Content on this page requires a newer version of Adobe Flash Player.

Get Adobe Flash player

Trevor Kemp pusues his graduate degree while leading this area of study on grounds at the University of Virginia.

Pectoral Fin Hydrodynamics

The majority of the motion seen in batoid pectoral fins can be described as a superposition of a large amplitude oscillatory bending in the span-wise direction, with an undulatory wave traveling down the chord-wise direction. To study the hydrodynamics of batoid swimming, robotic fins which exhibit these two major components have been developed.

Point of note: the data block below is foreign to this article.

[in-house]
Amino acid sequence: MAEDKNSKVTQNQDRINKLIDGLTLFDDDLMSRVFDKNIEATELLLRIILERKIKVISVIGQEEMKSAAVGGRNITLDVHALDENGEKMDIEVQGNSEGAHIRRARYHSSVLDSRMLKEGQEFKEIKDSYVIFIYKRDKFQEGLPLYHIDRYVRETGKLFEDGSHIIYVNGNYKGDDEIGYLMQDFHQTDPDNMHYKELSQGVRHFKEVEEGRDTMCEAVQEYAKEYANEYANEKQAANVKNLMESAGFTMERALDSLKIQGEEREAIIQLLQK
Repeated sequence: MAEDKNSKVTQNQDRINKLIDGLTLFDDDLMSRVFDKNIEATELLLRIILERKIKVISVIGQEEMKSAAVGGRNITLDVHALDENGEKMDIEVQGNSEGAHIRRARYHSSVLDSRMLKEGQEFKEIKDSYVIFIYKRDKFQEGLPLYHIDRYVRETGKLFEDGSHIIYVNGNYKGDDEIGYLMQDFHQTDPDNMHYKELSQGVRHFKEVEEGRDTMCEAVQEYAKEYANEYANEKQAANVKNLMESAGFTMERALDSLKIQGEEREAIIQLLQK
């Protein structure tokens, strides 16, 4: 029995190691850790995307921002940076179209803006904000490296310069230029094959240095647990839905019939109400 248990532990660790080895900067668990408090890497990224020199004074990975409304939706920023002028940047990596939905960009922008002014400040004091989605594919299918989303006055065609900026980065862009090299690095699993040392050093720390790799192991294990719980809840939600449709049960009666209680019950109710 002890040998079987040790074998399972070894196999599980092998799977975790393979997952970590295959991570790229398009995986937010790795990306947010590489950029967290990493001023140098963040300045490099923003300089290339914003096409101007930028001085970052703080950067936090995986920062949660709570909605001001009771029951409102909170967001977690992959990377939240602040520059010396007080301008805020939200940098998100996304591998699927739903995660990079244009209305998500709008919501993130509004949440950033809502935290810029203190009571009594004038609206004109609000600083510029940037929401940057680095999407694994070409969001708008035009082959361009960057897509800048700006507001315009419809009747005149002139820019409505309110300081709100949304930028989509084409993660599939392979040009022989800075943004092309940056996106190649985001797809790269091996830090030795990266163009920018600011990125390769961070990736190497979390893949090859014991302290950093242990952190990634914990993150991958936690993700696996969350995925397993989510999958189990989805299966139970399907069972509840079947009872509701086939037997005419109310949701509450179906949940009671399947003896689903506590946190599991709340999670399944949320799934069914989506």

Biological ray fins are a composite structure with both active (force generating) and passive (compliant) components. Taking inspiration from biology, the current robotic fins being developed and studied have actuated active tensegrity leading edges and passively compliant trailing edges. The motion of the leading edge is prescribed to match biological amplitudes, while the remainder of the fin passively deforms under the influence of hydrodynamic loads, producing an undulatory component to the motion.

Bulk performance metrics of the fins are measured, such as thrust, swimming velocity, power consumed, and swimming efficiency. These measures can be used to quantify the relationship between kinematic parameters and the resulting performance. In addition, the complex wake structures produced by the fins are studied through a variety of techniques, including dye-flow visualization, shadow graphs, and particle image velocimetry.